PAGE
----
Eventually, Mrs. Green’s abdominal complaints resolved.  She returned to her normal rhythm of life and did not return to Dr. Blue.  That is, until October 7, 2016, when Mrs. Green again developed acute abdominal pain and again returned to the Emergency Department, this time at a different local hospital.  There, after examination and imaging, Mrs. Green was again diagnosed with appendicitis.  Mrs. Green was dumbfounded by this diagnosis, advising the emergency physician that Dr. Blue removed her appendix two years and eight months ago.  Regardless, Mrs. Green was taken back to surgery and was found to have a perforated appendix.  Given the extent and impact of the infection, her recovery from the second appendectomy was complicated and prolonged, but, after some time, Mrs. Green fully recovered to her normal state of health.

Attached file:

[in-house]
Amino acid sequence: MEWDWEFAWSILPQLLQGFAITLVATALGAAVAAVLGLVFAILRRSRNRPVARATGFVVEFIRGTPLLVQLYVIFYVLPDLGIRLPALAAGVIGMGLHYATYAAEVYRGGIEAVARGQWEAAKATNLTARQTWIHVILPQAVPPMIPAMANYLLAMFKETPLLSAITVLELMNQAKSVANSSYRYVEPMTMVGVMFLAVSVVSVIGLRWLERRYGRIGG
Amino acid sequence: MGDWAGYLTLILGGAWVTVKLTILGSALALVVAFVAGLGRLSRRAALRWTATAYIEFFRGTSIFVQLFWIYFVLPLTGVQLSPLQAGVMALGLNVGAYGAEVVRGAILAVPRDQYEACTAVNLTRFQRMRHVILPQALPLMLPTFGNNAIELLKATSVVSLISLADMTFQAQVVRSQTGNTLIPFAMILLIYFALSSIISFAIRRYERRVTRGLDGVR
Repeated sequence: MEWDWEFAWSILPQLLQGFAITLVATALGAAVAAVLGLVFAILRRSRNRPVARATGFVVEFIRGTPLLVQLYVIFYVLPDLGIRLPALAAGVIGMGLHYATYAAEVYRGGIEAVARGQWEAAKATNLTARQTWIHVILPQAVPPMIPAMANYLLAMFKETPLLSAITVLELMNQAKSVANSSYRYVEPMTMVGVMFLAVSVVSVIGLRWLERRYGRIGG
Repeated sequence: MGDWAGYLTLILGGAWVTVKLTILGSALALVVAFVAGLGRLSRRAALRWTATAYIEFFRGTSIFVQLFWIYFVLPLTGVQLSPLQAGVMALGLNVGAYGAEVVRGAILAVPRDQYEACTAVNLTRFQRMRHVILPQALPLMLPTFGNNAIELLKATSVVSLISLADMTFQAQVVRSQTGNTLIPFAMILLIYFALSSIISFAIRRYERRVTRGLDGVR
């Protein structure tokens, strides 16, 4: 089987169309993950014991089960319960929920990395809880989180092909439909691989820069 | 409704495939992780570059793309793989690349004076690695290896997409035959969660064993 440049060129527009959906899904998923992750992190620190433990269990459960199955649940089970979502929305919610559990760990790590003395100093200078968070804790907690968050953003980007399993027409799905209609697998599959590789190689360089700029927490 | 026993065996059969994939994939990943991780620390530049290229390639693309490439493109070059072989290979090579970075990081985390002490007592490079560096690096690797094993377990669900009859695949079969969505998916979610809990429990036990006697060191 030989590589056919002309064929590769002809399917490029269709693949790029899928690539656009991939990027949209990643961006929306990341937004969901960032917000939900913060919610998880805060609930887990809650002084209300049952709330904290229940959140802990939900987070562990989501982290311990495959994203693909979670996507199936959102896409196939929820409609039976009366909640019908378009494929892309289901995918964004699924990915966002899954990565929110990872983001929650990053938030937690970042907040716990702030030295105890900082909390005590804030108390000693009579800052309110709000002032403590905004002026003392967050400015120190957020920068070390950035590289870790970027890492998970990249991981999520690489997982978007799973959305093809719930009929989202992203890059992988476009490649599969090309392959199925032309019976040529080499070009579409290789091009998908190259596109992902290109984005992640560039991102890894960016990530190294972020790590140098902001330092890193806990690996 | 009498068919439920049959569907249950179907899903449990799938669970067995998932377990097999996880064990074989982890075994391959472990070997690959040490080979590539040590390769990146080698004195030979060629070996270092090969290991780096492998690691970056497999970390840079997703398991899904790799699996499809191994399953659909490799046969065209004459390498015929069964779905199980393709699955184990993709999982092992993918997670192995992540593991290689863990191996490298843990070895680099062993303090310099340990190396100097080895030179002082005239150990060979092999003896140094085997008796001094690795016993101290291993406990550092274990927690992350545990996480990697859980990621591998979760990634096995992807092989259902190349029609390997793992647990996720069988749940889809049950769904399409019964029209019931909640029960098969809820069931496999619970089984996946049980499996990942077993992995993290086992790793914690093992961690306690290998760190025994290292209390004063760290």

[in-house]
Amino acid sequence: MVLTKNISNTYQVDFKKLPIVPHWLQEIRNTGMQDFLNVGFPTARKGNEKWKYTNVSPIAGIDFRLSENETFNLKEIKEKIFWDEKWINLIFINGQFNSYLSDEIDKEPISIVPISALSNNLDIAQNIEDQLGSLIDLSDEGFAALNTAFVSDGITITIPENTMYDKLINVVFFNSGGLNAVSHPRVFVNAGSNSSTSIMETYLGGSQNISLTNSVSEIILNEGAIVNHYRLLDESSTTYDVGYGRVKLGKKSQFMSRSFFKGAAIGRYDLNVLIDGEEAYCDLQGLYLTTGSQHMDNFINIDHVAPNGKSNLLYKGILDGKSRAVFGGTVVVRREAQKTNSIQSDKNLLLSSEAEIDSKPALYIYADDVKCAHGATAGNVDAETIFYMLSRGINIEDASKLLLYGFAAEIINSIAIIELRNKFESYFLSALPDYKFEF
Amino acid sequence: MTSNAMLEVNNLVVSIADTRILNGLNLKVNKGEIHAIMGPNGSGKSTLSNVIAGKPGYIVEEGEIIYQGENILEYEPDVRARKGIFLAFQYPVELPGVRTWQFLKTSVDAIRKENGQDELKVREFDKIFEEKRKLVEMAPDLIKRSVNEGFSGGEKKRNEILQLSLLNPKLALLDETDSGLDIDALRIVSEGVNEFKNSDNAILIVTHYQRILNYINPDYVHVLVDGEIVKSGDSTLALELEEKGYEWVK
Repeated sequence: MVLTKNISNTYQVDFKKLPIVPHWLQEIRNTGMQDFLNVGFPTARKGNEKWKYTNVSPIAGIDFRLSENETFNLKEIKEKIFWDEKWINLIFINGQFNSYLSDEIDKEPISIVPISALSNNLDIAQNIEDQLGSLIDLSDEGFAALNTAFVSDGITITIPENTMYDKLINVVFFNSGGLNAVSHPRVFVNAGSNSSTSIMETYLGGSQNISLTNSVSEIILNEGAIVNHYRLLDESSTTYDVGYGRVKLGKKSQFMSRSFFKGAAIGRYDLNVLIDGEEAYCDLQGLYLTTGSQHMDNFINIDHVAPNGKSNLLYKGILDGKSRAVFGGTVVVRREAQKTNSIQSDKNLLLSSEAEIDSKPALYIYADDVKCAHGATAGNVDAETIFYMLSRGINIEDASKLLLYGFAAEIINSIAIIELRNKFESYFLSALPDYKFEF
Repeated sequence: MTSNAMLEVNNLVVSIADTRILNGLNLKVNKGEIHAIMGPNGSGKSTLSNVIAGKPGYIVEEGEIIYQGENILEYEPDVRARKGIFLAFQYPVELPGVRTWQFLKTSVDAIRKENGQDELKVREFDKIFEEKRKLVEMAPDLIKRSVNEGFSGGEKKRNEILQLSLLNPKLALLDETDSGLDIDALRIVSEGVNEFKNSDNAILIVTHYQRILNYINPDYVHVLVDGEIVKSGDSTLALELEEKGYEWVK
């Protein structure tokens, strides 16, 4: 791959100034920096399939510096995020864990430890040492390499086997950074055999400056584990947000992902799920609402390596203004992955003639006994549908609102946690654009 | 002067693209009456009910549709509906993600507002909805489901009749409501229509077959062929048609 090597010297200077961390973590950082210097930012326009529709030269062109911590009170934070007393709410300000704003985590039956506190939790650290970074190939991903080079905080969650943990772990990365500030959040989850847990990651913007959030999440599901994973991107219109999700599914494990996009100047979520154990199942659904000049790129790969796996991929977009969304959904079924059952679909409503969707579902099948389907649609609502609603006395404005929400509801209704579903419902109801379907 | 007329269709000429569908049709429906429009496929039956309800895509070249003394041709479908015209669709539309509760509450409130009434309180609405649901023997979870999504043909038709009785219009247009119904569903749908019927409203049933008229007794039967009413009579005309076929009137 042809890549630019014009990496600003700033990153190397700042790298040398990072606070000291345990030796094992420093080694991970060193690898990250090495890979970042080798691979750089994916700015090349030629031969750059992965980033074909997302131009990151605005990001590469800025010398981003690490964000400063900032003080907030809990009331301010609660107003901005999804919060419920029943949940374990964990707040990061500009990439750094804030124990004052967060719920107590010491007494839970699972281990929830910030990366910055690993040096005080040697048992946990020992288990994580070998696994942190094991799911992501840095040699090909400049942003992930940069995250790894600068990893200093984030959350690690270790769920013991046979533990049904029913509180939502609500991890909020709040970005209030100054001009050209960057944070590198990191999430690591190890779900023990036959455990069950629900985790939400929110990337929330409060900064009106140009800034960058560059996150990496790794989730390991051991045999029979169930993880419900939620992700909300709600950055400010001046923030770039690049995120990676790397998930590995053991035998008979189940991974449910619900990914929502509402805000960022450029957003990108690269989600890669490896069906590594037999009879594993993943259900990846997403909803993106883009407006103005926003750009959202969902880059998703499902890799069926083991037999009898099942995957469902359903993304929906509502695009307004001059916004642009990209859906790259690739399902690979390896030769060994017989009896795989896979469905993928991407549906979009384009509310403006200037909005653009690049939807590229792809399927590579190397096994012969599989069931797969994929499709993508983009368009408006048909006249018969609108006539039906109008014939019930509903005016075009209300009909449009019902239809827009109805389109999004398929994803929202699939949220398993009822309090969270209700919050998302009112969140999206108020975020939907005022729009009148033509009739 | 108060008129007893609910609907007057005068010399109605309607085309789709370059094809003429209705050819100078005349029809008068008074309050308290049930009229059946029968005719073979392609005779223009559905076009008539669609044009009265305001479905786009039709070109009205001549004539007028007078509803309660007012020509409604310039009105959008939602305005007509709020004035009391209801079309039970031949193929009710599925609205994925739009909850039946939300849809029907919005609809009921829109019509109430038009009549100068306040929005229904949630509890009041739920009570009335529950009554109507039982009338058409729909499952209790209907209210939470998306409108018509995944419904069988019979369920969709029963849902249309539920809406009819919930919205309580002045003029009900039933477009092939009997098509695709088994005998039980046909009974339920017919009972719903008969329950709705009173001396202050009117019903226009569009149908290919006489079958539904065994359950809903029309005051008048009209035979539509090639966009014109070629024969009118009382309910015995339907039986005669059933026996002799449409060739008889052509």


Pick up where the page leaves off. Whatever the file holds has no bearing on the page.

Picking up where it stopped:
Mrs. Green filed a lawsuit against Dr. Blue, alleging that he failed to remove her appendix during the first appendectomy.  The lawsuit also pled fraudulent concealment and alleged that Dr. Blue failed to inform Mrs. Green that her appendix had not, in fact, been removed.  Mrs. Green claimed that Dr. Blue never discussed the pathology report with her, testifying as such at her deposition.  Conversely, Dr. Blue testified in his deposition that he did discuss the pathology findings with Mrs. Green, not once but twice, and that he documented these conversations in the medical record.  Dr. Blue explained that his discussion with Mrs. Green about the pathology results is implied by his documentation, arguing that it only makes sense that he would have explained why he was recommending a second surgery in conjunction with his recommendation for more surgery.